Thursday March 21, 2019


November 27 2013

MACHINAL, Sydney Theatre Company in Wharf 2, November 21-7 December 7, 2013. Photography by Brett Boardman; above: Ivan Donato, Harriet Dyer, Katie McDonald and Terry Serio; right: Harriet Dyer and Brandon Burke.

It's hard to believe that Machinal was written and first staged in 1928, but director Imara Savage has trimmed the sprawling original to 21st century time tastes and one mesmerising act and it's as fresh and relevant as this morning. While seen to be part of American Expressionist theatre, Machinal, by Sophie Treadwell, is unique in telling its story from the female perspective. In so doing it foreshadows many of the concerns of 1960s-70s feminism and also, in its depiction of a dehumanised society, George Orwell's 1984. And also, in this stark, monochromatic setting, Fritz Lang's Metropolis.

Treadwell - a journalist as well as prolific playwright - loosely based Machinal on the true story of Ruth Snyder, an American housewife whose various bungled attempts to murder her husband finally succeeded with the connivance of her married lover, corset salesman Judd Gray. Neither was any good at murder or keeping their stories straight, however, and the police soon arrested both. At the age of 33 she was executed in the electric chair at Sing Sing prison in January 1928, an event that was secretly photographed and notoriously published next day in the New York Daily News.

Treadwell's play strongly suggests that her heroine Helen (Harriet Dyer) is as daffy as the day's long - much like poor Ruth Snyder whose exploits caused Damon Runyon to dub her crime, "the dumb-bell murder case - because they're so dumb." But what Treadwell did in her play and Savage brings into sharp focus in this production is the background to the murder that explains the unhappiness and misfortune that might have been Helen/Ruth's true motivation.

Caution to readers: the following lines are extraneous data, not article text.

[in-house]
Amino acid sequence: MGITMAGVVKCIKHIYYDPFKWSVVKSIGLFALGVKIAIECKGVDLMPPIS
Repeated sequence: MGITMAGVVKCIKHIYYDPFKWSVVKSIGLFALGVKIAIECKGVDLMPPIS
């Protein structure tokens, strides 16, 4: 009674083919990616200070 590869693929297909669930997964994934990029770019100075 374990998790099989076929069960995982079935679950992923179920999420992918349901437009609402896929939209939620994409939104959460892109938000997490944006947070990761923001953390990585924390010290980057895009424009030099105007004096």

As Helen's boss-then-husband Brendan Burke is shockingly good: avuncular, good natured, utterly controlling in the nicest possible way and physically and mentally as appealing as a cane toad. On opening night there were women in the audience who were audible in their distress and revulsion as he merrily bounced Helen on his knee. Few women haven't experienced similar situations - we just didn't commit murder to escape them!

Helen's entrapment isn't merely about a sweetly domineering husband however. Her emotionally manipulative mother (Wendy Strehlow) is only too keen to partake in the marriage's meal ticket. Then there is society's expectations of the young woman - made even less bearable when she gives birth to the baby that represents all her trapped unhappiness. And a simple chair takes on ominous meaning as part of that entrapment.


Through far-fetched tales of adventure, revolution and freedom heard from the lover she meets in a bar (Ivan Donato) Helen gets a sense and fatal taste for what might be. The licence to live that is not hers feels tantalisingly close and the way she decides to try to achieve it symbolises her real powerlessness.

The production is tightly choreographed and funnier than one might imagine possible, given the subject matter. The cast - including Robert Alexander, Matthew Backer, Katie McDonald and Terry Serio - powers the action in an ensemble-chorus and series of vignette-minor roles that is as dramatically compelling as it is visually engaging. 

Designer David Fleischer and lighting designer Verity Hampson have collaborated closely in a minimal setting that is simply about light and sharp black shadow that's hugely effective; and composer-sound designer Steve Francis is also integral to the piece. 

All in all, Machinal is both entertaining and thought-provoking - how far have we come, or not, since 1928? When is not enough actually too much? And when does laughter turn to tears and rage? There are some answers to be had but many more questions arise in 100 minutes of fascinating theatre. The production and company are terrific and Harriet Dyer is just splendid. Highly recommended.



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